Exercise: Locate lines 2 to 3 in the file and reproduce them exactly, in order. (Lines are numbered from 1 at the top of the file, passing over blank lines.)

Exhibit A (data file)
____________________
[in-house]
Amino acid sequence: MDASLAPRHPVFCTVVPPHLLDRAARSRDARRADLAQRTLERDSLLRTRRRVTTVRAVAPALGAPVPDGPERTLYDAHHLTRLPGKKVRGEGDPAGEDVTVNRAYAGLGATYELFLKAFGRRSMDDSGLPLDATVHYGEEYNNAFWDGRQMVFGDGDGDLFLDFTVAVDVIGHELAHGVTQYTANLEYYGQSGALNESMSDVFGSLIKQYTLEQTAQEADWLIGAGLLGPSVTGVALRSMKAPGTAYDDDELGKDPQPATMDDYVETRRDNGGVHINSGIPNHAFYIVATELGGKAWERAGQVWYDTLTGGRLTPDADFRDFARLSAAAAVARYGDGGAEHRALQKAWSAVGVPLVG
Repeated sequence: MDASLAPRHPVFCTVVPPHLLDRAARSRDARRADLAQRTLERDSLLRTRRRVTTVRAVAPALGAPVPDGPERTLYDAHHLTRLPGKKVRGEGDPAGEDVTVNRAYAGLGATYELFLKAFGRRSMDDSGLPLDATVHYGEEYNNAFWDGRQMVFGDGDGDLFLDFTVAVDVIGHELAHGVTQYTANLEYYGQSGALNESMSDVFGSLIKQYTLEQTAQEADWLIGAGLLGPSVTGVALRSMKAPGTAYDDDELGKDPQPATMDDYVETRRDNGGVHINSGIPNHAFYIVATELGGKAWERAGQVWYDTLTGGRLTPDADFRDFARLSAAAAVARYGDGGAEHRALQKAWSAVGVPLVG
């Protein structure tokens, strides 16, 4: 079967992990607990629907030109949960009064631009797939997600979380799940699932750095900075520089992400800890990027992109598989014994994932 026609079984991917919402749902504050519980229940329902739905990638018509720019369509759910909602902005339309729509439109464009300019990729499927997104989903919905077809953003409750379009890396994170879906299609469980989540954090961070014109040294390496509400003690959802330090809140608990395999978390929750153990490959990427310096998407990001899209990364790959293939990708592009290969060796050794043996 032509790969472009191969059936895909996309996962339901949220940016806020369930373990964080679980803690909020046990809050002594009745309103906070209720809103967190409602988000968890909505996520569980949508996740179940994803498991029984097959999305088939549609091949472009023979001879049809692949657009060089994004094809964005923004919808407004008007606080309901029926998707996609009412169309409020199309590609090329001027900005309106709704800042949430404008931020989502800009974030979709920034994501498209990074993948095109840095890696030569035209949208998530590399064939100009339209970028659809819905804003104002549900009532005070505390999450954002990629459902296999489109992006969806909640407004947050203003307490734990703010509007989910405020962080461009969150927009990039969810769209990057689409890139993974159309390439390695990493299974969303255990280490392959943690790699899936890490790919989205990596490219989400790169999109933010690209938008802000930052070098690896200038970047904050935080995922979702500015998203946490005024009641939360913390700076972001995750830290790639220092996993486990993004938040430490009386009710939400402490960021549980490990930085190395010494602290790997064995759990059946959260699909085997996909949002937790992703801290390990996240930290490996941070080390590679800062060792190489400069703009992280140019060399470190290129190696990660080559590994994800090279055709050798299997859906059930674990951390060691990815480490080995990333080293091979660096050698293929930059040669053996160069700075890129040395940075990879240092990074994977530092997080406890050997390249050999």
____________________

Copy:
Amino acid sequence: MDASLAPRHPVFCTVVPPHLLDRAARSRDARRADLAQRTLERDSLLRTRRRVTTVRAVAPALGAPVPDGPERTLYDAHHLTRLPGKKVRGEGDPAGEDVTVNRAYAGLGATYELFLKAFGRRSMDDSGLPLDATVHYGEEYNNAFWDGRQMVFGDGDGDLFLDFTVAVDVIGHELAHGVTQYTANLEYYGQSGALNESMSDVFGSLIKQYTLEQTAQEADWLIGAGLLGPSVTGVALRSMKAPGTAYDDDELGKDPQPATMDDYVETRRDNGGVHINSGIPNHAFYIVATELGGKAWERAGQVWYDTLTGGRLTPDADFRDFARLSAAAAVARYGDGGAEHRALQKAWSAVGVPLVG
Repeated sequence: MDASLAPRHPVFCTVVPPHLLDRAARSRDARRADLAQRTLERDSLLRTRRRVTTVRAVAPALGAPVPDGPERTLYDAHHLTRLPGKKVRGEGDPAGEDVTVNRAYAGLGATYELFLKAFGRRSMDDSGLPLDATVHYGEEYNNAFWDGRQMVFGDGDGDLFLDFTVAVDVIGHELAHGVTQYTANLEYYGQSGALNESMSDVFGSLIKQYTLEQTAQEADWLIGAGLLGPSVTGVALRSMKAPGTAYDDDELGKDPQPATMDDYVETRRDNGGVHINSGIPNHAFYIVATELGGKAWERAGQVWYDTLTGGRLTPDADFRDFARLSAAAAVARYGDGGAEHRALQKAWSAVGVPLVG